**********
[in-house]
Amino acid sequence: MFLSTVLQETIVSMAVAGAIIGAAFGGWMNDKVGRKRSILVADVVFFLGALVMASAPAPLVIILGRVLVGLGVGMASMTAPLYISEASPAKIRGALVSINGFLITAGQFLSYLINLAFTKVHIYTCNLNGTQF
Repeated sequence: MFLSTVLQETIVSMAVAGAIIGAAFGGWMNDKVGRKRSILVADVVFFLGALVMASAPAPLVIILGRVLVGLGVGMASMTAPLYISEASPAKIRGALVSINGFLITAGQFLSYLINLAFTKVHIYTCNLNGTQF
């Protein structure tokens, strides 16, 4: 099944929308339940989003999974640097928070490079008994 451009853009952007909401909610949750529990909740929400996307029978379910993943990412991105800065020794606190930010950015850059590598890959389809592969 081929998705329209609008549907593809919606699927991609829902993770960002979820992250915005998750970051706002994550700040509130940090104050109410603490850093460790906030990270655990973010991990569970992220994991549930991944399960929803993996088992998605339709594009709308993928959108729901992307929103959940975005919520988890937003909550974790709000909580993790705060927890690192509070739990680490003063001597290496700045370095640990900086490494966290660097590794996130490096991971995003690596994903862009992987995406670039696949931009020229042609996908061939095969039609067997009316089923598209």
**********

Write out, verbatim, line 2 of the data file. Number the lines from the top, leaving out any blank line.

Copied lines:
Amino acid sequence: MFLSTVLQETIVSMAVAGAIIGAAFGGWMNDKVGRKRSILVADVVFFLGALVMASAPAPLVIILGRVLVGLGVGMASMTAPLYISEASPAKIRGALVSINGFLITAGQFLSYLINLAFTKVHIYTCNLNGTQF